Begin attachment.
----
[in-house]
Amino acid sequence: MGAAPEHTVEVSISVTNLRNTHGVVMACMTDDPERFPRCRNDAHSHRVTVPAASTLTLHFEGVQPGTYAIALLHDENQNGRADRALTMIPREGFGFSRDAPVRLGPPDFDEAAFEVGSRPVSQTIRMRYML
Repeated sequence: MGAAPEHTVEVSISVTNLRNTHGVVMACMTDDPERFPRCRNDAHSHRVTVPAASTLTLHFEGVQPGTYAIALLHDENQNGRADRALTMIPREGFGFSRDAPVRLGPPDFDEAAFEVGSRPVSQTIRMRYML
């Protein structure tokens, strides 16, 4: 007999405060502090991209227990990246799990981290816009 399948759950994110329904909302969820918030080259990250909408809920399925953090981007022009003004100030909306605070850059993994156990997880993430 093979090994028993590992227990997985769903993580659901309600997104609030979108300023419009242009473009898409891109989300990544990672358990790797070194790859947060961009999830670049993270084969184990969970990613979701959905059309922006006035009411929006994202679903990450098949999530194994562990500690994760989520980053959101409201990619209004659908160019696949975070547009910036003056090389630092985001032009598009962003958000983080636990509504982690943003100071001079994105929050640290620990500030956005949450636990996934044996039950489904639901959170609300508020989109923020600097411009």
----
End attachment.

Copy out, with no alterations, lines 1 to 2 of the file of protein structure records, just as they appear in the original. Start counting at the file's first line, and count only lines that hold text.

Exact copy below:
[in-house]
Amino acid sequence: MGAAPEHTVEVSISVTNLRNTHGVVMACMTDDPERFPRCRNDAHSHRVTVPAASTLTLHFEGVQPGTYAIALLHDENQNGRADRALTMIPREGFGFSRDAPVRLGPPDFDEAAFEVGSRPVSQTIRMRYML